“My love for Grahamstown shines through my artwork,” these are the words of Dr Amanda Tumusiime a visiting African Humanities Post-Doctorate fellow from Uganda speaking at the art exhibition entitled Impressions of Grahamstown.
Dr Tumusiime, took time out of each of the 54 days she spent in Grahamstown to paint. In her paintings, she depicted a small part of Grahamstown – one oil-on-canvas painting for each day of her visit.
While she came to Grahamstown first and foremost to finish writing her post-doctorate book on the relationship between art and gender, she found that the Grahamstown setting was too artistically appealing to ignore
Most pertinent about the artwork are the vibrant colours that capture Grahamstown’s changing weather and tranquil sunsets. In no time at all, her pieces were claimed by attenders of the exhibition, who expressed awe at her talent.
The artwork on display was made available to those who attended, with her aim being that her works be enjoyed and, through them, her presence remembered. The pieces were funded by her in her personal capacity. The act of giving her pieces away was one of significant gratitude.
She shared that the painting process aided her in her writing and encouraging the creative process to flow better. As a member of the African Humanities post-doctorate fellowhip, she became a well-known and appreciated individual in the Humanities faculty, which was well reflected by those who attended to bid her farewell.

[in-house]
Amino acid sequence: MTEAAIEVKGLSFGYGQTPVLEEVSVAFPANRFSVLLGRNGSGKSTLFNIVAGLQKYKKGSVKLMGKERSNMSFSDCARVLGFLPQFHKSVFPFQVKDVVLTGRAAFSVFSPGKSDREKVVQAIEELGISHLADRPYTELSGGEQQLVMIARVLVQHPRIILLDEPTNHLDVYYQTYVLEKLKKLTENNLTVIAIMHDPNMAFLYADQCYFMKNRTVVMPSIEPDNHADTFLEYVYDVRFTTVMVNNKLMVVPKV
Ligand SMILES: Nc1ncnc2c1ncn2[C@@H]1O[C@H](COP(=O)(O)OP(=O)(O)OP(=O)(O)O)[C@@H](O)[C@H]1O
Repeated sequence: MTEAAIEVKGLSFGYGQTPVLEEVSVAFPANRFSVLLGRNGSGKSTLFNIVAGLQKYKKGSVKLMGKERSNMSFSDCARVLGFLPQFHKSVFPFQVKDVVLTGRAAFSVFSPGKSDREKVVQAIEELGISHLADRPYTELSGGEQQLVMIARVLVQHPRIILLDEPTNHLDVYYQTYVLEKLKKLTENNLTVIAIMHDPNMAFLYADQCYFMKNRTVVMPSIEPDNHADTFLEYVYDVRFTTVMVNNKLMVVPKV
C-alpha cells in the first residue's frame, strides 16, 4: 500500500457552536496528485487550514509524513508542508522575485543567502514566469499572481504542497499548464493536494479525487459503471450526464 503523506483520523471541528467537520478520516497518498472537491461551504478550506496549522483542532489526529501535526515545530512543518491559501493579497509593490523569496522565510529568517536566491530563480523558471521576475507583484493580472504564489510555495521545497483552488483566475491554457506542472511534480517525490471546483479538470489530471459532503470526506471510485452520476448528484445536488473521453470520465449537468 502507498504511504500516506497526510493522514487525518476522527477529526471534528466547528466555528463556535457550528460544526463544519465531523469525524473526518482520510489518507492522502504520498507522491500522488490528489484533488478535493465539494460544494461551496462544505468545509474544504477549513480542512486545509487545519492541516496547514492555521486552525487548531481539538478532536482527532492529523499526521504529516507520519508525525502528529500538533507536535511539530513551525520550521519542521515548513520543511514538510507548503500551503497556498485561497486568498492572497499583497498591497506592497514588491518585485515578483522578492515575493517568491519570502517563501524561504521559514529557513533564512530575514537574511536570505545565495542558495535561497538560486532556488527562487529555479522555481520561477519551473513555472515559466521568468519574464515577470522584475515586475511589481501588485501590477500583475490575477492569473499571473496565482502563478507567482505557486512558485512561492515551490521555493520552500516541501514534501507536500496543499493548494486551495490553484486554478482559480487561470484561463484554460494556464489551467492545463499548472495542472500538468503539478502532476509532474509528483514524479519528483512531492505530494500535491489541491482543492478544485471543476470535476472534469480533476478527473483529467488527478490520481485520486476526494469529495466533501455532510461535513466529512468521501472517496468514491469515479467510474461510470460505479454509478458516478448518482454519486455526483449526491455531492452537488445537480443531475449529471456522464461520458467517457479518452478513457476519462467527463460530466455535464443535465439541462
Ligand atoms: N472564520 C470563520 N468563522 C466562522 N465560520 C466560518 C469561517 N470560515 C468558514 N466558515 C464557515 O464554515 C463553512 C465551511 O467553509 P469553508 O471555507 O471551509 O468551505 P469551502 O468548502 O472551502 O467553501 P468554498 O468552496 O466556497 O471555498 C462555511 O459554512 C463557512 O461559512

According to the artist and writer, the prospect of going home is a happy one. “I am most excited to get back to my family at home,” she said. The exhibition marked the end of her stay in Grahamstown after the completion of her post-doctorate writing.
The African Humanities Program seeks to revive the humanities in Africa through mutually beneficial fellowships in Ghana, Nigeria, South Africa, Tanzania and Uganda. The program works in partnership with the Carnegie Corporation of New York, to whom special thanks were expressed at the exhibition.
The programme offers African scholars funding to complete post-doctoral writing and research and writing and to develop as individuals in their own capacities and it was through this programme that Dr Tumusiime was afforded this opportunity.
By Abi Butcher
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